Arnold A. Rogow, political scientist and author of psychoanalytic biographies, died Feb. 14, 2006, in Manhattan from complications of a stroke. He was 81.
Perhaps best known for his book, A Fatal Friendship: Alexander Hamilton and Aaron Burr, Rogow married his psychoanalytic knowledge as a practicing psychotherapist to his academic concerns as a political scientist and biographer. Hamilton, he argued, was a manic depressive whose obsessive hatred of Burr led to the duel — and the decision not to fire — which ended Hamilton’s life. Rogow’s Freudian approach to politics and the past earned him an international reputation.
Born in Harrisburg, Pa., Rogow lost both his parents in early childhood. His college studies were interrupted by World War II, during which he served in the Battle of the Bulge and won numerous medals. He had the distinction as well of befriending Gertrude Stein while in Paris and giving her his combat infantry badge.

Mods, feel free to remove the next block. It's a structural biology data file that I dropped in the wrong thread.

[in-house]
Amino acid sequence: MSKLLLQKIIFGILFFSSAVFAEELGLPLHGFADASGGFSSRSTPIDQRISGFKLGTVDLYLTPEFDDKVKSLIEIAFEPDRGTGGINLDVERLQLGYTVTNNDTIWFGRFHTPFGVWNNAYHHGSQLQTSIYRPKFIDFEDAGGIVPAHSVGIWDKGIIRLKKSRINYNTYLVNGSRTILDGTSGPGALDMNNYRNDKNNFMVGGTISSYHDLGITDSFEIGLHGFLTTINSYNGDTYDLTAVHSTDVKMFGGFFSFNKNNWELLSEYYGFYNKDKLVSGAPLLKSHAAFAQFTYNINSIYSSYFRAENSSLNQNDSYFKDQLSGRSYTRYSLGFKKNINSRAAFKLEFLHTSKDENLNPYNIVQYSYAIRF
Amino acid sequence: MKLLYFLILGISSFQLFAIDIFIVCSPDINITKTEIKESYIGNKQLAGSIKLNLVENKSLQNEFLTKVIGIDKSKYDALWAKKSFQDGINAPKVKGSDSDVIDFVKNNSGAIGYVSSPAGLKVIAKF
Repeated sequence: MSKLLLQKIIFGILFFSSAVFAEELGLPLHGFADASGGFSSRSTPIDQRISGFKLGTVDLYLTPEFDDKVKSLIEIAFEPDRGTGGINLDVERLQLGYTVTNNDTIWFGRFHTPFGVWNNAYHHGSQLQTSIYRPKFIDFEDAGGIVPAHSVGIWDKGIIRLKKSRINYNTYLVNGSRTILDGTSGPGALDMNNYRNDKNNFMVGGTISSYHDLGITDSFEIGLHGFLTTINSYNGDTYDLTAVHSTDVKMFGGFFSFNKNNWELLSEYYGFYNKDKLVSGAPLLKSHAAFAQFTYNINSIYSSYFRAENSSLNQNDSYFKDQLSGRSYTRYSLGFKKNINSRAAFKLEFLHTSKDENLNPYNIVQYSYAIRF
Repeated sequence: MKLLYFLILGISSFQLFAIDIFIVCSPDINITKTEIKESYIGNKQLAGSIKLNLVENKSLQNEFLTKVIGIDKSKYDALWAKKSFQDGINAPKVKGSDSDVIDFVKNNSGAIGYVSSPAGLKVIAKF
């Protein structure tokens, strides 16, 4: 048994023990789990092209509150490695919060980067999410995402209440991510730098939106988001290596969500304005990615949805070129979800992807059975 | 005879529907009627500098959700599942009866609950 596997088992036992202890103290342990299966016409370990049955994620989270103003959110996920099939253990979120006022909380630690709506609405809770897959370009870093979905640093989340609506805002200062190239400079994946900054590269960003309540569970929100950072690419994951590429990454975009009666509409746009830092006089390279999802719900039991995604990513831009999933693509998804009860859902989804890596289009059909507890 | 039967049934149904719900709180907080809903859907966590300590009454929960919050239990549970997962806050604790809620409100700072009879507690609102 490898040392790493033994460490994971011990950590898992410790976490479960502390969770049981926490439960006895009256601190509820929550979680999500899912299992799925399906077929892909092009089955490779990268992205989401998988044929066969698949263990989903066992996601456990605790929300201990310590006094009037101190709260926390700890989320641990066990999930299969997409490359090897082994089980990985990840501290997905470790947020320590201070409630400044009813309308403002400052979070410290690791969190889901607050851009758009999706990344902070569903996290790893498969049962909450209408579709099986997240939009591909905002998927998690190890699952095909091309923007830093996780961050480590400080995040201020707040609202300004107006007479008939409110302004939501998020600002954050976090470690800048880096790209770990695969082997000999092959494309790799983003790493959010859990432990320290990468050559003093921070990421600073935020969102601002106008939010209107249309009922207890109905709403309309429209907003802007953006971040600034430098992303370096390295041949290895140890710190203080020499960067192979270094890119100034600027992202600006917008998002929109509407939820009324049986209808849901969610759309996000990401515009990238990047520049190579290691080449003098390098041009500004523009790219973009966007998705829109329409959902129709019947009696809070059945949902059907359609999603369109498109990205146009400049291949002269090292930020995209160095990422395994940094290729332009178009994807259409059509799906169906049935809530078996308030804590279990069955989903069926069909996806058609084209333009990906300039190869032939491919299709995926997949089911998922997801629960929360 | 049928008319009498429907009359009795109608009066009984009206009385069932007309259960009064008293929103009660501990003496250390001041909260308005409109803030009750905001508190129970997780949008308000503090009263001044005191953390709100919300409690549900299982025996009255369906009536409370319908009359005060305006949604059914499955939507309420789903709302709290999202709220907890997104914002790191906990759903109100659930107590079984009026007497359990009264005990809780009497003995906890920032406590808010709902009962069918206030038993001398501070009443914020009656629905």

After the war, Rogow earned a Ph.D. in politics from Princeton and taught for many years at the University of Iowa, Stanford, and City College of New York, from which he retired as professor emeritus.
Rogow is survived by two daughters, three grandchildren, and his companion, Martha Moraes.